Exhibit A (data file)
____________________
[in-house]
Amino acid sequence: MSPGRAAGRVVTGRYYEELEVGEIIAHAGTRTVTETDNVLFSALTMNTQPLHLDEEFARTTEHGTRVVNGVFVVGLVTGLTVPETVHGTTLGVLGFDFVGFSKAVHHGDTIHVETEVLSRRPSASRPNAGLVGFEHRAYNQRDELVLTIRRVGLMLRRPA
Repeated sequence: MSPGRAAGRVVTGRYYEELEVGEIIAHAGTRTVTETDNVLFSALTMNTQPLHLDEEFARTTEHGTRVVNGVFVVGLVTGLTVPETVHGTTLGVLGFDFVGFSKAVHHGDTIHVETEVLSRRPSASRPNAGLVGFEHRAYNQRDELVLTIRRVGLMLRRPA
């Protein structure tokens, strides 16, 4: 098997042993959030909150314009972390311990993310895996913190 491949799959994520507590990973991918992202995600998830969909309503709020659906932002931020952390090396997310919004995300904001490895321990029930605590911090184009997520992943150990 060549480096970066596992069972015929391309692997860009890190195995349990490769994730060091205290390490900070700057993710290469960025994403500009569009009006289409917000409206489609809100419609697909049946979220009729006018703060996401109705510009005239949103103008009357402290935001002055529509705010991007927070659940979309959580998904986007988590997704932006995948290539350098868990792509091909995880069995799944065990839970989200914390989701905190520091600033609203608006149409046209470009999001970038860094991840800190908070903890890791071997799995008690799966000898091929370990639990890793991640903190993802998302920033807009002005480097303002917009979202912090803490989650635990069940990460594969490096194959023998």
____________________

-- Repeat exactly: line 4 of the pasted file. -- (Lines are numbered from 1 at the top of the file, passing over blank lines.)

């Protein structure tokens, strides 16, 4: 098997042993959030909150314009972390311990993310895996913190 491949799959994520507590990973991918992202995600998830969909309503709020659906932002931020952390090396997310919004995300904001490895321990029930605590911090184009997520992943150990 060549480096970066596992069972015929391309692997860009890190195995349990490769994730060091205290390490900070700057993710290469960025994403500009569009009006289409917000409206489609809100419609697909049946979220009729006018703060996401109705510009005239949103103008009357402290935001002055529509705010991007927070659940979309959580998904986007988590997704932006995948290539350098868990792509091909995880069995799944065990839970989200914390989701905190520091600033609203608006149409046209470009999001970038860094991840800190908070903890890791071997799995008690799966000898091929370990639990890793991640903190993802998302920033807009002005480097303002917009979202912090803490989650635990069940990460594969490096194959023998």